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Dear West End Producer: ‘How can a talented make-up artist like my daughter get into the theatre industry?’

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She needs to get her face around, get her hands on other people’s faces, apply make-up, and bingo – she’s a known and trusted make-up artist! Of course, it’s not quite that simple, but there are many ways she can get herself noticed.

Working in make-up is just like working in any other freelance area of the entertainment business – it’s all about making the right contacts. In your full tweet, you say she’s trawled the theatres in London – but did she find out exactly who runs the make-up departments and leave them a note at the stage door? She should explain she’s looking for any kind of work experience and include a short bio of her previous work. She doesn’t even have to ask for work – a little chat asking for advice would be enough. You’d be surprised at the number of people who will be delighted to help (in return for a nice bottle of prosecco and vegan cheese, of course).

A make-up artist should have a good portfolio. Your daughter may already have one, but there’s no harm in updating it. She should approach actor and model friends (or advertise on Facebook and Twitter) and offer free test sessions where she’ll volunteer her skills in return for photos and footage of her work. Models and dancers can pay a big fee for make-up artists, so she should be inundated with offers.

There are many drama schools in London who need good make-up artists. I’ve seen plenty of drama school productions and most of the time their make-up results in them looking like they are orange versions of the living dead, dear. She should write an email including an example of her work and say she would love to help out. Film schools have final-year projects – often filmed on a decent budget – so she may even get paid. And it is a valid credit on the CV. Many professional actors get involved with films at places such as the London Film School, so she would be making contacts with people already in the business – which in time will lead to professional work.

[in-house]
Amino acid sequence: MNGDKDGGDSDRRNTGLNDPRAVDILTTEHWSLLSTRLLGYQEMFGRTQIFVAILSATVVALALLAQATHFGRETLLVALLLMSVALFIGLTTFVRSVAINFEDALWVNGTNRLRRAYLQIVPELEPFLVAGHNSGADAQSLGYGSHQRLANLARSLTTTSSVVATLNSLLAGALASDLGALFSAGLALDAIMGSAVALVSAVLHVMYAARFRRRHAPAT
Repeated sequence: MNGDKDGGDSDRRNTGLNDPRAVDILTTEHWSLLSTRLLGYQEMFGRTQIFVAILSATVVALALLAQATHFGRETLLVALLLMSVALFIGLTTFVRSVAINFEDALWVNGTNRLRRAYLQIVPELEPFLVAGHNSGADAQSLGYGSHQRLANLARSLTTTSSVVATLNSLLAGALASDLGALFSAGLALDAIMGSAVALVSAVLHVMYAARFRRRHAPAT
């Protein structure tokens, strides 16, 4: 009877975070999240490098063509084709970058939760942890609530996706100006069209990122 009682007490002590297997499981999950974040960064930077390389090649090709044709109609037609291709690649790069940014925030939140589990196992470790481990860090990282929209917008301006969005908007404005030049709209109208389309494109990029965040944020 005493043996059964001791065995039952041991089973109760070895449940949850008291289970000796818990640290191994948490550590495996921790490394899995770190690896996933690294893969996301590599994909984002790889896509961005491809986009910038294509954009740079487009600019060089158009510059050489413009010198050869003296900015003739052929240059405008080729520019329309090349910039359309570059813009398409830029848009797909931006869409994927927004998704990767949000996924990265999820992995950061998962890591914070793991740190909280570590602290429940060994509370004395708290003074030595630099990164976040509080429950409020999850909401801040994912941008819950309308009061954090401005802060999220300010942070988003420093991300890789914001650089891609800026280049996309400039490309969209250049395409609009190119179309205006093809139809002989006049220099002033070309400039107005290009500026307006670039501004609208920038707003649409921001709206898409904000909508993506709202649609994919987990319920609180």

Fringe theatre can also be useful. She should target venues like the Union, King’s Head, Arcola, Finborough and Southwark Playhouse.

Make sure she always includes a link to her work and states in her email that she’d be more than happy to do the director’s eyelashes for free (Nicky Hytner loves his showbiz eyes, dear).

There are also various make-up academies in London, so she could invest in a part-time course. I’m not suggesting she needs it, but it would enable her to meet lots of new people and make those all-important contacts. I also know make-up artists who advertise their services on the Gumtree website and do instructional videos on YouTube. One old colleague has done particularly well out of this.

If she keeps going, writes to lots of people and does some free shoots to update her portfolio, she’ll find herself in paid work in no time. If all else fails, I’m in need of a good make-up artist. Have you seen the state of my face recently, dear?!

Send questions to your dear agony aunt via Twitter @westendproducer. Read more of West End Producer’s weekly advice columns every Wednesday at thestage.co.uk/author/westendproducer

Building foundations: the best training routes for getting into hair and make-up for stage and screen

 

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